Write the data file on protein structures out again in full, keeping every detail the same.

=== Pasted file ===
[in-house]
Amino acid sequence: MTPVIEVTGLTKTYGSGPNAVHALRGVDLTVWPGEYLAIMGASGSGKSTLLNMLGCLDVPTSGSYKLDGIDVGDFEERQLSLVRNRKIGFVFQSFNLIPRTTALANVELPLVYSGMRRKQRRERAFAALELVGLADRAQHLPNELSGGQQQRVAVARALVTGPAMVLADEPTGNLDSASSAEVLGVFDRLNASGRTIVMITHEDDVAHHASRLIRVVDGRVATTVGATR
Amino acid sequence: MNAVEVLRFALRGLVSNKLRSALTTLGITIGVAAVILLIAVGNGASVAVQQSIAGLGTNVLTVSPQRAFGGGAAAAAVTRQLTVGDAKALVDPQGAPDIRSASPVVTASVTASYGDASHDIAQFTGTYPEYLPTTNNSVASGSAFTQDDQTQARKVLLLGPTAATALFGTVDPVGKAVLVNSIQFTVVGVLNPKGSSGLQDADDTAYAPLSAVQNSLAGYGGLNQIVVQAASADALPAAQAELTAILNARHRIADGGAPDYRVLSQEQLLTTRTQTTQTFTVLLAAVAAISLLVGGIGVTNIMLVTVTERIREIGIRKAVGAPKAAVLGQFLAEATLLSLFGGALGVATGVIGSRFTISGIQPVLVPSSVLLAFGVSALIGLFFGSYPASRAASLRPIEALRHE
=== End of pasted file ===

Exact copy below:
[in-house]
Amino acid sequence: MTPVIEVTGLTKTYGSGPNAVHALRGVDLTVWPGEYLAIMGASGSGKSTLLNMLGCLDVPTSGSYKLDGIDVGDFEERQLSLVRNRKIGFVFQSFNLIPRTTALANVELPLVYSGMRRKQRRERAFAALELVGLADRAQHLPNELSGGQQQRVAVARALVTGPAMVLADEPTGNLDSASSAEVLGVFDRLNASGRTIVMITHEDDVAHHASRLIRVVDGRVATTVGATR
Amino acid sequence: MNAVEVLRFALRGLVSNKLRSALTTLGITIGVAAVILLIAVGNGASVAVQQSIAGLGTNVLTVSPQRAFGGGAAAAAVTRQLTVGDAKALVDPQGAPDIRSASPVVTASVTASYGDASHDIAQFTGTYPEYLPTTNNSVASGSAFTQDDQTQARKVLLLGPTAATALFGTVDPVGKAVLVNSIQFTVVGVLNPKGSSGLQDADDTAYAPLSAVQNSLAGYGGLNQIVVQAASADALPAAQAELTAILNARHRIADGGAPDYRVLSQEQLLTTRTQTTQTFTVLLAAVAAISLLVGGIGVTNIMLVTVTERIREIGIRKAVGAPKAAVLGQFLAEATLLSLFGGALGVATGVIGSRFTISGIQPVLVPSSVLLAFGVSALIGLFFGSYPASRAASLRPIEALRHE